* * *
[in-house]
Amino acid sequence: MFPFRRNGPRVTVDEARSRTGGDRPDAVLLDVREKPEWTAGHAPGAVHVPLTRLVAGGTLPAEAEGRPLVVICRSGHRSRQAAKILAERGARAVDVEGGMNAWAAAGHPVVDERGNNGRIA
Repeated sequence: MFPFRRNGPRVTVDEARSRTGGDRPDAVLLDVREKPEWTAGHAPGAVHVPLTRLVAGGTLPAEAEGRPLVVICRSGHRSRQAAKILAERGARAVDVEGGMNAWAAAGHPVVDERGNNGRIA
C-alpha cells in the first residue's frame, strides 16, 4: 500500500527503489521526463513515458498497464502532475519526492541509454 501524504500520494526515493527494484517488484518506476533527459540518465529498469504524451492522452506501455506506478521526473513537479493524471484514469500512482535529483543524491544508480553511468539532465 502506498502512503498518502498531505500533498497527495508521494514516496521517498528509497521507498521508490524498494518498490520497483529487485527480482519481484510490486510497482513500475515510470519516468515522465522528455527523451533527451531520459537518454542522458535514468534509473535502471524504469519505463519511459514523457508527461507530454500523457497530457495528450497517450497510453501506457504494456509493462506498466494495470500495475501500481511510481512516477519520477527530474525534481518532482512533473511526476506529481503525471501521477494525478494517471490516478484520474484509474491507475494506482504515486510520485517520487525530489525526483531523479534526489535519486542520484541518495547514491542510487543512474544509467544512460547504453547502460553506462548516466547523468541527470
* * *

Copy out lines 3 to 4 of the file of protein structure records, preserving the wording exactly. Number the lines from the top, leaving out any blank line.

Repeated sequence: MFPFRRNGPRVTVDEARSRTGGDRPDAVLLDVREKPEWTAGHAPGAVHVPLTRLVAGGTLPAEAEGRPLVVICRSGHRSRQAAKILAERGARAVDVEGGMNAWAAAGHPVVDERGNNGRIA
C-alpha cells in the first residue's frame, strides 16, 4: 500500500527503489521526463513515458498497464502532475519526492541509454 501524504500520494526515493527494484517488484518506476533527459540518465529498469504524451492522452506501455506506478521526473513537479493524471484514469500512482535529483543524491544508480553511468539532465 502506498502512503498518502498531505500533498497527495508521494514516496521517498528509497521507498521508490524498494518498490520497483529487485527480482519481484510490486510497482513500475515510470519516468515522465522528455527523451533527451531520459537518454542522458535514468534509473535502471524504469519505463519511459514523457508527461507530454500523457497530457495528450497517450497510453501506457504494456509493462506498466494495470500495475501500481511510481512516477519520477527530474525534481518532482512533473511526476506529481503525471501521477494525478494517471490516478484520474484509474491507475494506482504515486510520485517520487525530489525526483531523479534526489535519486542520484541518495547514491542510487543512474544509467544512460547504453547502460553506462548516466547523468541527470